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Kingdom of Tonga
Timeline: 1983: Doomsday

OTL equivalent: Tonga
Flag Coat of Arms
Flag Coat of Arms
Capital Nukuʻalofa
Largest city Nukuʻalofa
Language
  official
 
Tongan (official)
  others English (official)
King King Tupou VI
Prime Minister Dr Feleti Sevele
Area 748 km² 289 sq mi km²
Population 112,000 
Independence 4 June 1970
Currency Paʻanga (TOP)

Tonga officially the Kingdom of Tonga is an archipelago in the south Pacific Ocean comprising 171 islands, 48 of them inhabited, stretching over a distance of about 800 km (500 mi) in a north-south line. Tonga is the only sovereign monarchy among the island nations of the Pacific Ocean, as well as being the only island nation never to have been formally colonized. First discovered by Captain Cook in 1773, the islands were under British protection from 1901 to its independence in 1970.

Since then Tonga has continued to follow an independent course through world-changing events. Doomsday had little more than a glancing impact on the islands. Tonga has never lost its indigenous governance or culture, a fact that makes Tonga unique in the Pacific and gives Tongans much pride and confidence in their monarchical system.

In recent years the economy has grown thanks to increased trade in the Pacific. The islands are used as a refueling stop for oceangoing vessels traveling between ANZ and South America, and as a tax haven. The level of income for Tongans is now approaching that of any developed nation, and is expected to become a fully developed country in the next ten years.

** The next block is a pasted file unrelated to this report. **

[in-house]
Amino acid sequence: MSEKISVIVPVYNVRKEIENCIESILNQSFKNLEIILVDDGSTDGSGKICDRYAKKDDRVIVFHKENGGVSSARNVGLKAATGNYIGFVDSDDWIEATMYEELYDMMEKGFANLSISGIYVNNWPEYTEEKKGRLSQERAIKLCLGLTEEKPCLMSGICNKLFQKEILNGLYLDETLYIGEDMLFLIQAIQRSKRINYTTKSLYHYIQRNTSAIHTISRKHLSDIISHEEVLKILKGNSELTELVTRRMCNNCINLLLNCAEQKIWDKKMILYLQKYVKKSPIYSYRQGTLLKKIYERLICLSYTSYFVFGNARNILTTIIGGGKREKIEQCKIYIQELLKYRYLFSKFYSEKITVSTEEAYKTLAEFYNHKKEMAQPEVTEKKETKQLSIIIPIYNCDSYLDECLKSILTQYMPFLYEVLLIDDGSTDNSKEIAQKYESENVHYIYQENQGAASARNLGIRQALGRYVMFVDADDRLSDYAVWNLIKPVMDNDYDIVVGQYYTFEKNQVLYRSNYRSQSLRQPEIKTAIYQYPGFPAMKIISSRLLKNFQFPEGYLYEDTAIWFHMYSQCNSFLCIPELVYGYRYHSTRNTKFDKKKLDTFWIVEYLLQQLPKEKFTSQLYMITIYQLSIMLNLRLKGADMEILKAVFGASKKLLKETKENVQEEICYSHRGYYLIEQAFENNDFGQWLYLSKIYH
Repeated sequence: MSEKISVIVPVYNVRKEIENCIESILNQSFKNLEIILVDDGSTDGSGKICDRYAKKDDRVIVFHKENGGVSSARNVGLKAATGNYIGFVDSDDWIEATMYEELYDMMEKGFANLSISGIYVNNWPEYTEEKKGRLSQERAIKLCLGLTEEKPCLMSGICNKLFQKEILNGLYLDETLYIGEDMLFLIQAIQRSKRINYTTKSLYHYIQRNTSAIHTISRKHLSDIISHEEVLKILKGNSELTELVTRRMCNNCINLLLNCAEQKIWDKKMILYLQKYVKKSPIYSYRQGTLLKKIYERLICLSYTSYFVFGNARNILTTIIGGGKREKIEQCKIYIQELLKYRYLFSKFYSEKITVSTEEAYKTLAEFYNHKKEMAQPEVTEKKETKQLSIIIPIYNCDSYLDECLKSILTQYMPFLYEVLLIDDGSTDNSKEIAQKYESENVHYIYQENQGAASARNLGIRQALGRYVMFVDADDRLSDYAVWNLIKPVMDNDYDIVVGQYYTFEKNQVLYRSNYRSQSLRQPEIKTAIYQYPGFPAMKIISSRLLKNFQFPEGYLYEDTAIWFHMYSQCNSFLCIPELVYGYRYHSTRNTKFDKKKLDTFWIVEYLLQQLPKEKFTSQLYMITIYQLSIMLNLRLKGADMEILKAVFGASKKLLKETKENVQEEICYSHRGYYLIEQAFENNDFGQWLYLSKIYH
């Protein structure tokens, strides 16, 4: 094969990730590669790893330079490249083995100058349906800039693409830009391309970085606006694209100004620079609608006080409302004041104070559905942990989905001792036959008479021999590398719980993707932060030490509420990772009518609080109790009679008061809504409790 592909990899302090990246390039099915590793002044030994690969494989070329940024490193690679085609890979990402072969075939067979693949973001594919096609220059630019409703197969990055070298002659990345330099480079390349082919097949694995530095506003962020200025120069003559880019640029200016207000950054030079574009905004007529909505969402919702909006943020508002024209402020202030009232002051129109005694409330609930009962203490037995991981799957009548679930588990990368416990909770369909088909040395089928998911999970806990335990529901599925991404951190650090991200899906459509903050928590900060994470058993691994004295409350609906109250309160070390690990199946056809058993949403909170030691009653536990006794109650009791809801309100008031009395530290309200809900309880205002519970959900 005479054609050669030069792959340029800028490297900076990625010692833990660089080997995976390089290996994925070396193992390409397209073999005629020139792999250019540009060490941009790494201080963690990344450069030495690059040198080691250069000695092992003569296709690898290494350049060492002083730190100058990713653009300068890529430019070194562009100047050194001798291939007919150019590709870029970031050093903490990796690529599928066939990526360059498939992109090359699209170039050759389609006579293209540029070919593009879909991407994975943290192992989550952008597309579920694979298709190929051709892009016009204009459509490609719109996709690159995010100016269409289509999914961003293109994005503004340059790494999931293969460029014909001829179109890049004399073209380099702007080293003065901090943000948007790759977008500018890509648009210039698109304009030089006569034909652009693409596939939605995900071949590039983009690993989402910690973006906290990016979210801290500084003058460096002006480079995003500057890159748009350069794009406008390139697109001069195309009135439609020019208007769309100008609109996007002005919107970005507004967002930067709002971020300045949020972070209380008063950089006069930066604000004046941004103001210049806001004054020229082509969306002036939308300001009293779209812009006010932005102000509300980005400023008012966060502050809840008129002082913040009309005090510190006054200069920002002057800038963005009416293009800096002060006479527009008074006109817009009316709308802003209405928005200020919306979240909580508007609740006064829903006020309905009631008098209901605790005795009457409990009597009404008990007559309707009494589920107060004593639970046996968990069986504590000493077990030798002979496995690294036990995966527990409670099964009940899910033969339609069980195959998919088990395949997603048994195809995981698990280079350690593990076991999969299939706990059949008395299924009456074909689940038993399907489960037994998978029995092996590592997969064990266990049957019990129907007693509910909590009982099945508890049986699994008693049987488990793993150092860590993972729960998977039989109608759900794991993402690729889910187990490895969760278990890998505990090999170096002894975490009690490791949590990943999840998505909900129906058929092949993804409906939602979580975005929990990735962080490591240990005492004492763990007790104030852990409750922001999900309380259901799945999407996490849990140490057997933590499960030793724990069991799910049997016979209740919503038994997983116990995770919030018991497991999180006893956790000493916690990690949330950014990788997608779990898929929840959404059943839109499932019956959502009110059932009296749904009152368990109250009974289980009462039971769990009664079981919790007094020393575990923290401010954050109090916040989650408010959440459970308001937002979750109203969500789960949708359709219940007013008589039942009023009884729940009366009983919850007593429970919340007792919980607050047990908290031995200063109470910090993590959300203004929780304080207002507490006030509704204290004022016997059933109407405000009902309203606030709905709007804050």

In 2008, the island nation hosted the talks to establish the League of Nations, and its capital was made its first headquarters. Despite being relatively remote, Tonga was chosen among other nations due to its central location, perceived neutrality, and the major role that the Tongan king and foreign ministry had played in organizing those talks. It was a sign of the centrality of the Pacific Ocean in the postwar world, located between the three major seats of power in Australia, South America, and Siberia. Much LoN activity would take place in the regional commissions being set up across the world, but Tonga hosted the League's central institutions for their first years of existence.

On March 21, 2009 an undersea volcano erupted off Tonga waters, creating a new island. The island has been named Amanaki - Tongan for "hope" - in honor of the new League of Nations headquartered at Tonga. 63 km away at the capital, King Siaosi Tupou V made the announcement, saying, "May the emergence of this new land be matched by the united efforts of the whole human race as we continue to lift ourselves out of the depths of our own violent past. And may Amanaki indeed be a symbol of hope for the whole world."

By 2010 it was already clear that Tonga could not serve as "the world's capital" any longer. Delegates from nations in Africa and western Asia in particular criticized the great difficulty of travel there, and the growth of the LoN specialized agencies was already putting a strain on the very small city of Nuku'alofa. In the middle of that year, the League relocated to Nouméa, New Caledonia, another Pacific island, but one larger and less remote. This was also understood as a temporary site.

King Siaosi Tupou V passed away on March 18th, 2012 in the Australian city of Brisbane, where he had been receiving medical treatment, following several months of battling leukemia. As the king's only daughter was born outside of marriage, his younger brother took the throne as Tupou VI.

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